OCR in an empty globe has been hypothesised to occur due to the regeneration of the axons of the ciliary nerves from the Gasserian nucleus leading to the establishment of the afferent limb of the reflex.[1] There have been two reported cases of OCR secondary to debridement of the empty orbit and its curettage.[1],[2] In our case, the surgeon was dissecting the adherent conjunctiva and tenon's fascia from the implant which are supplied by the branches of the ophthalmic division of the trigeminal nerve. The initial dose of fentanyl administered was 1 mcg/kg as removal of an exposed implant was deemed to be only mildly painful with minimal dissection. It is unlikely that any of the anaesthetic agents led to the bradycardia as the patient was stable for 20 min post-induction and developed transient bradycardia on manipulation only. While we did not use an objective measure for depth of anaesthesia as it is not a part of routine practice for non-strabismus surgeries, it has been suggested that BIS monitoring may help decrease incidence of OCR by confirming adequate depth.[3] Prophylactic premedication with atropine has been debated over time for OCR prevention. Although it has been associated with a reduction in OCR incidence, the potential for dysrhythmias caused by atropine itself may prove more difficult to manage.[4],[5] We did not opt for treatment with atropine as the bradycardia terminated on stopping of manipulation and was not associated with hypotension or sustained effects. We chose to deepen the plane of anaesthesia by increasing the MAC and giving additional analgesia. It is worthwhile mentioning that fast-acting opioids like fentanyl and sufentanil have been associated with an increase in bradycardia and hence should be used judiciously.[6]

Though, in our case, the bradycardia was self-resolving and did not cause haemodynamic instability, it may lead to serious consequences in patients with poor cardiac reserve. An enucleated orbit should not lull the anaesthesiologist into a false sense of complacency and an OCR should be suspected in case of sudden bradycardia.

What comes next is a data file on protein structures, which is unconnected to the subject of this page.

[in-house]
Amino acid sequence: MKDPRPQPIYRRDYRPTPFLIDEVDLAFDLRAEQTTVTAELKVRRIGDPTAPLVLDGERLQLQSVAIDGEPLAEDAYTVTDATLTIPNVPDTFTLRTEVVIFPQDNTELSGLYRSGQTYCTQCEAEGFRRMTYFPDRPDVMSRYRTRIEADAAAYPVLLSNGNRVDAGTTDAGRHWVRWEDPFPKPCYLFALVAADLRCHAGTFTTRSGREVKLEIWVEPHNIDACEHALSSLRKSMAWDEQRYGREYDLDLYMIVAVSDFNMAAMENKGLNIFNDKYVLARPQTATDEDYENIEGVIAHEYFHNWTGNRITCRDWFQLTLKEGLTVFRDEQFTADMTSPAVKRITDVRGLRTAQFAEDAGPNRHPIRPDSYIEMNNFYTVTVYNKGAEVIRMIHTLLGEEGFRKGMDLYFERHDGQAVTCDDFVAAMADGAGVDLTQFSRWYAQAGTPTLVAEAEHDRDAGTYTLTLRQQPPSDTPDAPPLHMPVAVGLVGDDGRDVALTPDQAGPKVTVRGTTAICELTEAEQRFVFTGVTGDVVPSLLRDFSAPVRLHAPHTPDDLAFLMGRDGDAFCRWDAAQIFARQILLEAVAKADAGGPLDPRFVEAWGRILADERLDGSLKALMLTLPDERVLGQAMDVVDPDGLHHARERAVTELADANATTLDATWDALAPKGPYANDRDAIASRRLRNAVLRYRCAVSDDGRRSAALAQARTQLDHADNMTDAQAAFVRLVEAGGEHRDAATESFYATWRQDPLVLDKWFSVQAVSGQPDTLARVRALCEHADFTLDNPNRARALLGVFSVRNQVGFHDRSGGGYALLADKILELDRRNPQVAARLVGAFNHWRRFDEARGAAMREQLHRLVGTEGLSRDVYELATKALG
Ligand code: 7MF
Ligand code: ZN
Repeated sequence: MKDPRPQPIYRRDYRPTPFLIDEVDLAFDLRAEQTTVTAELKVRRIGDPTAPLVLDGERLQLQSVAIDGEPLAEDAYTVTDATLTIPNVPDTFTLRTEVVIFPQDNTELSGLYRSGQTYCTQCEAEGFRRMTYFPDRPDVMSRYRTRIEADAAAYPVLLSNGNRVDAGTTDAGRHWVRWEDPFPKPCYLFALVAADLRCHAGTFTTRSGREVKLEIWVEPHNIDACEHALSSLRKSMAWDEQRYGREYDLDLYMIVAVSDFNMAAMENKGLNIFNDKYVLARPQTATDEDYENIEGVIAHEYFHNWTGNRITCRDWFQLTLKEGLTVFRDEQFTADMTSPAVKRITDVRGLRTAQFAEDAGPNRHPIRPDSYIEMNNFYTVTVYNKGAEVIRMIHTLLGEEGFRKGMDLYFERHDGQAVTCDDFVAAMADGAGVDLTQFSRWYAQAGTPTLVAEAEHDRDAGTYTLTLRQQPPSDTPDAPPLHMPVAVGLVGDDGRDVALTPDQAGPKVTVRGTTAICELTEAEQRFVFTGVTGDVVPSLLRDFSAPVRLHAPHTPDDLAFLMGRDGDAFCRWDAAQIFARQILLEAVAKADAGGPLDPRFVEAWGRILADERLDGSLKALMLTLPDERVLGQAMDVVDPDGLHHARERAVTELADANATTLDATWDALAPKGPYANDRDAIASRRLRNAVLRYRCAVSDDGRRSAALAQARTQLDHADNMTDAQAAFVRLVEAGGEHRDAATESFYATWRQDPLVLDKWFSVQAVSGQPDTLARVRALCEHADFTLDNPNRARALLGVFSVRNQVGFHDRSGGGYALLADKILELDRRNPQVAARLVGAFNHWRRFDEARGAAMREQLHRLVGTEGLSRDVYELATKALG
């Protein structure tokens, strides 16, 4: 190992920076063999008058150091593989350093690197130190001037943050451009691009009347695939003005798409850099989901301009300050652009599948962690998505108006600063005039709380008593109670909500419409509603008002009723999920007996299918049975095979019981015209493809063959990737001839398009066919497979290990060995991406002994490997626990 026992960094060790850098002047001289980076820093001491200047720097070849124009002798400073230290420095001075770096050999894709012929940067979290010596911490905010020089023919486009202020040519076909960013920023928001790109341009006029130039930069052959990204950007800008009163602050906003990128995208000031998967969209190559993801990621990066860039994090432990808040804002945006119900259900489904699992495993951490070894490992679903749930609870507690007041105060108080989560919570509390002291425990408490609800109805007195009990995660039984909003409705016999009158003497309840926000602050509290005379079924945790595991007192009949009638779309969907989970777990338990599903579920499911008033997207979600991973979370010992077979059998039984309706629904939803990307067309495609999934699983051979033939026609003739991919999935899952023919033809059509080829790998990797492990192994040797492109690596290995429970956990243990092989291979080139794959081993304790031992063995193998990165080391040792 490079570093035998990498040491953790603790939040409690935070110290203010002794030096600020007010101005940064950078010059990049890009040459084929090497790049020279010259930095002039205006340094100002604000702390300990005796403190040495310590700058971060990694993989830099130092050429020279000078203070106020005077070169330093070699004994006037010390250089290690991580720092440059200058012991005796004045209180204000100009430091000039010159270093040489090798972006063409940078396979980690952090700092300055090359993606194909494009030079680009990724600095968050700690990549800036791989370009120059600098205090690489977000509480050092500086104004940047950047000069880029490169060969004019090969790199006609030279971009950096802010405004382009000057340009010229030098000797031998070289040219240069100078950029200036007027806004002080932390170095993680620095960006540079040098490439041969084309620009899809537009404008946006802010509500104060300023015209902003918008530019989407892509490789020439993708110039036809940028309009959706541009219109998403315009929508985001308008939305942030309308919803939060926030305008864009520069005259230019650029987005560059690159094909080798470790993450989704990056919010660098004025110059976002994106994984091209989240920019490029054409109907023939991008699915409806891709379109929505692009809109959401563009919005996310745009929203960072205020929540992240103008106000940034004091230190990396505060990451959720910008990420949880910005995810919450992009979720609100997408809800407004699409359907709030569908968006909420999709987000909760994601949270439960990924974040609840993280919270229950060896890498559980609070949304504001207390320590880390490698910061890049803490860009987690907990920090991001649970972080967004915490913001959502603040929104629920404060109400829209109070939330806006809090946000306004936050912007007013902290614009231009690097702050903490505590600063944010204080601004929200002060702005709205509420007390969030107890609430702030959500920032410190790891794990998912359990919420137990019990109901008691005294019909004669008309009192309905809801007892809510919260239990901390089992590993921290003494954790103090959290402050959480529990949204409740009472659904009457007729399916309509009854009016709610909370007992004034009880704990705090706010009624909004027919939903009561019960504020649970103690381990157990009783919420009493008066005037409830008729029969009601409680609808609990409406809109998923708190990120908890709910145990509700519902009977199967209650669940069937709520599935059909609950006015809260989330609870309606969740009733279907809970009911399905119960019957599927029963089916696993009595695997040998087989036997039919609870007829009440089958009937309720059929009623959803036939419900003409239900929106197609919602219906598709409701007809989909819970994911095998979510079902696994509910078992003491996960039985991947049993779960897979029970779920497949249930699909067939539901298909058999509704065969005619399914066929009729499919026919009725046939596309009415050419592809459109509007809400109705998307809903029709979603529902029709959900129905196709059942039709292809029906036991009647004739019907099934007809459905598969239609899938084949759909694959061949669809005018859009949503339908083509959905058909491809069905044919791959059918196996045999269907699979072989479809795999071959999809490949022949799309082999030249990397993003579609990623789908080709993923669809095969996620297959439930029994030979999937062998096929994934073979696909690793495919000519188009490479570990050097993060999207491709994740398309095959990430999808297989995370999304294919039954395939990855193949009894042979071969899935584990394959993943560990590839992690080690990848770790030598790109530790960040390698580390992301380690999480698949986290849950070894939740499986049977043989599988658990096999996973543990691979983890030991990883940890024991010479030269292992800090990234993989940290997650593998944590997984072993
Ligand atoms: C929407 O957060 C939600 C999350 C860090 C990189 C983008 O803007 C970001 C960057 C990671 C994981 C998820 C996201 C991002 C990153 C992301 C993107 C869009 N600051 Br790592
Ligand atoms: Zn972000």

Declaration of parental consent

The authors certify that they have obtained all appropriate consent forms. In the form the Parent's has/have given his/her/their consent for his/her/their child's images and other clinical information to be reported in the journal. The parents understand that their child's names and initials will not be published and due efforts will be made to conceal their child's identity, but anonymity cannot be guaranteed.

Financial support and sponsorship

Nil.

Conflicts of interest

There are no conflicts of interest.

References

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2Tsai JC, Heitz JW. Oculocardiac reflex elicited during debridement of an empty orbit. J Clin Anesth 2012;24:426-7.
3Yi C, Jee D. Influence of the anaesthetic depth on the inhibition of the oculocardiac reflex during sevoflurane anaesthesia for paediatric strabismus surgery. Br J Anaesth 2008;101:234-8.
4Gilani SM, Jamil M, Akbhar F, Jehangir R. Anticholinergic premedication for prevention of oculocardiac reflex during squint surgery. J Ayub Med Coll Abbottabad 2005;17:57-9.
5Mirakhur RK, Jones CJ, Dundee JW, Archer DB. I.M. or I.V. atropine or glycopyrrolate for the prevention of oculocardiac reflex in children undergoing squint surgery. Br J Anaesth 1982;54:1059-63.